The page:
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HOME INSURANCE INSIGHTS

Hazard insurance is one part of a standard homeowners insurance policy and is included in the dwelling coverage. It cannot be purchased by itself unless the home you're insuring is not your primary residence.

Hazard Insurance

Things happen. Whether we plan for them or not, damages can and will happen to our homes. Unfortunately, replacements and repairs are usually no small sum. It is essential to secure not only where we lay our heads each night but also to protect our most significant investment in life. That's why home insurance is so important.

When you own your own home, you simply cannot afford to do without it. Home insurance may demand some of your monthly income, but it is nowhere close to what you will lose if you are not adequately insured. 

The Insurance Information Institute (III) reports that between 2014-2018, over 5% of homeowners filed a claim for property damage and liability. The average claim amount was $13,814, with the highest number of claims caused by wind and hail, followed by water and freeze-related damages. In total, about 98% of homeowners insurance claims are filed due to property damage.

What is hazard insurance?

Commonly confused with homeowners insurance, the hazard insurance definition and that of home insurance are similar, but they are not the same.

Hazard insurance is one part of a standard homeowners insurance policy and is included in the dwelling coverage. It cannot be purchased by itself unless the home you're insuring is not your primary residence.

It covers specific threats known as perils that are listed under your homeowner's insurance. For example, if you were to have a fire in your home, that would be covered under your hazard insurance. You would file a claim with your insurance company for your losses. After paying your home insurance deductible, your insurance company would step in to provide the appropriate compensation as determined by your policy.

If you do not have coverage, you will be responsible for the full cost of any losses that you sustain. Realistically, that could add up to a lot of money, depending on the hazard.

While always a good idea, hazard insurance is typically a requirement of most lenders when you have a mortgage.

How does hazard insurance work?

The average home insurance policy includes several parts.

What does homeowners insurance cover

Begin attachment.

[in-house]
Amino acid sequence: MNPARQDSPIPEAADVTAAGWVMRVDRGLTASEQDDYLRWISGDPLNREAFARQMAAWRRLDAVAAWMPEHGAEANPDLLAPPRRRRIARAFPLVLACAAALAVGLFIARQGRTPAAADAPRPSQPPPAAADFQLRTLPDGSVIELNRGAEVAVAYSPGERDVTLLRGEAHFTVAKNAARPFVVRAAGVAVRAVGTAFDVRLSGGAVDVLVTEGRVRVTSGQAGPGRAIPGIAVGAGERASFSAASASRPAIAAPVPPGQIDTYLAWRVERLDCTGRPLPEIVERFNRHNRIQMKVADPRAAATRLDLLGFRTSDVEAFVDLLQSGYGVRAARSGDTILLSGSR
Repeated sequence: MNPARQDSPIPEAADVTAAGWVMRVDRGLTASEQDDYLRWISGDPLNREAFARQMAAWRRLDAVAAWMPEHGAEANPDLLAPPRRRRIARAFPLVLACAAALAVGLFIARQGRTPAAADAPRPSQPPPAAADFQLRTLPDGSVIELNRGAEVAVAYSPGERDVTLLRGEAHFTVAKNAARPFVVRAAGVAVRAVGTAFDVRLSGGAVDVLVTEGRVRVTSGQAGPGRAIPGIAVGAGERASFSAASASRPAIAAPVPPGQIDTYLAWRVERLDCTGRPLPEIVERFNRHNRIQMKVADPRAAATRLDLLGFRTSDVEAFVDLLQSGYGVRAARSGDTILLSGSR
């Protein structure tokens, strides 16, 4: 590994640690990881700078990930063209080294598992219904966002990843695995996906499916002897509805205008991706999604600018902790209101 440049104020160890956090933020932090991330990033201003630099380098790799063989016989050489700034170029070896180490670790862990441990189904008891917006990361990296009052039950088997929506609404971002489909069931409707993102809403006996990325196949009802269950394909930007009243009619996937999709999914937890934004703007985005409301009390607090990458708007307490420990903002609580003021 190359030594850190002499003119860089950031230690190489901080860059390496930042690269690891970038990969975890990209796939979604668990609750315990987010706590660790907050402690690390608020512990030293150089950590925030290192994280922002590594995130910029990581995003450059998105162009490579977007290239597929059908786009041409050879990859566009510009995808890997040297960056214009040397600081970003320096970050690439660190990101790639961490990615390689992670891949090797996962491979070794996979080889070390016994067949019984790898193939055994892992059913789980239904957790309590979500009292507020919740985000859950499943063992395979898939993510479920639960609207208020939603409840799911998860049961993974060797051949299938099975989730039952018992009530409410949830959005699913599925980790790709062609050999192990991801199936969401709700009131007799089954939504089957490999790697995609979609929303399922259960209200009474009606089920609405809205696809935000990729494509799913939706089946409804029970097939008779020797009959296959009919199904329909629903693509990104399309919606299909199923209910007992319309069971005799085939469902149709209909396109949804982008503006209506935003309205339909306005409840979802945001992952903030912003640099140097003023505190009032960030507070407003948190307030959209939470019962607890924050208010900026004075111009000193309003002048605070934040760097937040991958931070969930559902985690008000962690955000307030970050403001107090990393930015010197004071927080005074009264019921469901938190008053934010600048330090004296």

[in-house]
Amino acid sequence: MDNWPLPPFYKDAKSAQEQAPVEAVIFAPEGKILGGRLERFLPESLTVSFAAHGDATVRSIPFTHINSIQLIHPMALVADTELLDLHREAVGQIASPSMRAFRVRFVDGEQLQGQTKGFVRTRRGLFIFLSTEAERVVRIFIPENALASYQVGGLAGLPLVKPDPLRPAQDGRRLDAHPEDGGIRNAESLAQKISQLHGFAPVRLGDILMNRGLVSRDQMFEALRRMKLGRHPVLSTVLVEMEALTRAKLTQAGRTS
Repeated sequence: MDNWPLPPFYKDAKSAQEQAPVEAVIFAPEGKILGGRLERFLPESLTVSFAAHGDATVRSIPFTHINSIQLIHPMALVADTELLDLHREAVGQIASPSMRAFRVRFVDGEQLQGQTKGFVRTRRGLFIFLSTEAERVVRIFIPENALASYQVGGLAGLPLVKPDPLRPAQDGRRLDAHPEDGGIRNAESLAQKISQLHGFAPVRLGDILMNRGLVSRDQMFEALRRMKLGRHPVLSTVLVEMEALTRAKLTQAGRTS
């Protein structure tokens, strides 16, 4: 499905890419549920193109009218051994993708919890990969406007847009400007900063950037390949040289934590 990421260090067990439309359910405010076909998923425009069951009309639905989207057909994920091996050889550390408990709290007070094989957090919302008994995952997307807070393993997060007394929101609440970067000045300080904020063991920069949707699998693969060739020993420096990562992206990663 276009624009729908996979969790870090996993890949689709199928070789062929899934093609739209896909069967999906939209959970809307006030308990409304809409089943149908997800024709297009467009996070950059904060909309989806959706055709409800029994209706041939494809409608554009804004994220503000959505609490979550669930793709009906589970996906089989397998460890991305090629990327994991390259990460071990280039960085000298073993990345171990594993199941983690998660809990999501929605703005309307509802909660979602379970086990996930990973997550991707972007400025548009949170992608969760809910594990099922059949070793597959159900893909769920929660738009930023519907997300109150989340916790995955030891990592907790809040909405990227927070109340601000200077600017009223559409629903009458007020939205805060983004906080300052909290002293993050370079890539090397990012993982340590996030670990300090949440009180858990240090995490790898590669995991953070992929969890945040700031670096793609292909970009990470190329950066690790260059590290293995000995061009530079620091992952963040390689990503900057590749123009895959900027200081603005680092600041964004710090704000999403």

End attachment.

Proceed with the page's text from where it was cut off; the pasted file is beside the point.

Dwelling coverage

This protection is what commonly comes to mind when you think of home insurance. This covers your existing home, including if you need to rebuild your entire house.

Liability insurance

Liability insurance protects you should there be a major accident or injury to a third party on your property.

Other structures

This covers other parts of your property beyond the structure of your home. This can include your detached garage, mom's new She-Shed, or the kids' basketball court in the backyard. 

Personal property

This includes all of the belongings inside your home, such as your clothing, furniture, and appliances.

Additional living expenses

Suppose you experience a considerable loss that makes your home inhabitable. In that case, your insurer will reimburse you for the cost of temporary living quarters (such as a hotel), food, and other living expenses.

Guest medical payments

If a guest is hurt on your property, this insurance will help pay for the associated medical up to your limits.

What is covered under hazard insurance?

Hazard Insurance Can Cover These Perils and More.
TheftIceWind
VandilismFalling ObjectsHail
ExplosionsPower SurgesSmoke
SnowRiotsFire
SleetCivil UnrestLightning
Damage From VehiclesDamage from an aircraftElectrical Currnet Damage
Freezing of household system(A/C, heating, etc.)

What is not covered under hazard insurance?

While hazard insurance encompasses a lot of protections, not everything is covered under your policy.

While storms are typically covered by your homeowner policy, windstorm damages may be excluded from your policy in some high-risk coastal areas. This may mean damage from just high winds or wind and hail. If this is the case in your location, you will need to buy windstorm insurance.

Flooding is typically not included under the standard home insurance policy. If you were to have a flood in your home, you would be on your own to pay for the damages unless you purchase a separate policy for flood insurance.

Flood insurance is available through some home insurance companies directly, or you can purchase a policy from the National Flood Insurance Program, a division of the Federal Emergency Management Agency (FEMA). Cost is based on where you live and the corresponding flood zone for your area.

Earthquake coverage is another type of protection that does not usually come standard with the average hazard insurance premium. This, too, may require the purchase of additional coverage.

Other items not covered are:

  • Mold – unless occurring after a sudden event that is covered like burst pipes behind your washer.